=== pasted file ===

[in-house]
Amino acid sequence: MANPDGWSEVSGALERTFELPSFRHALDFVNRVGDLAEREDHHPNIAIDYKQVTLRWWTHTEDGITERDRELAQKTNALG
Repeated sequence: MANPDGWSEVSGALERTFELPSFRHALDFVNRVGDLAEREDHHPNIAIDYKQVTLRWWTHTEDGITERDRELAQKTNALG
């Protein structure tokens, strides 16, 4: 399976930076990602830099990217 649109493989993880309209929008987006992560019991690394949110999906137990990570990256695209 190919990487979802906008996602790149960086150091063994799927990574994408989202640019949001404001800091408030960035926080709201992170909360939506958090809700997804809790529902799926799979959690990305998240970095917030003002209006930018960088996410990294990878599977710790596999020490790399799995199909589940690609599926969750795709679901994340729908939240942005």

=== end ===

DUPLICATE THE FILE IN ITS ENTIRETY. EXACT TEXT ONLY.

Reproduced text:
[in-house]
Amino acid sequence: MANPDGWSEVSGALERTFELPSFRHALDFVNRVGDLAEREDHHPNIAIDYKQVTLRWWTHTEDGITERDRELAQKTNALG
Repeated sequence: MANPDGWSEVSGALERTFELPSFRHALDFVNRVGDLAEREDHHPNIAIDYKQVTLRWWTHTEDGITERDRELAQKTNALG
């Protein structure tokens, strides 16, 4: 399976930076990602830099990217 649109493989993880309209929008987006992560019991690394949110999906137990990570990256695209 190919990487979802906008996602790149960086150091063994799927990574994408989202640019949001404001800091408030960035926080709201992170909360939506958090809700997804809790529902799926799979959690990305998240970095917030003002209006930018960088996410990294990878599977710790596999020490790399799995199909589940690609599926969750795709679901994340729908939240942005």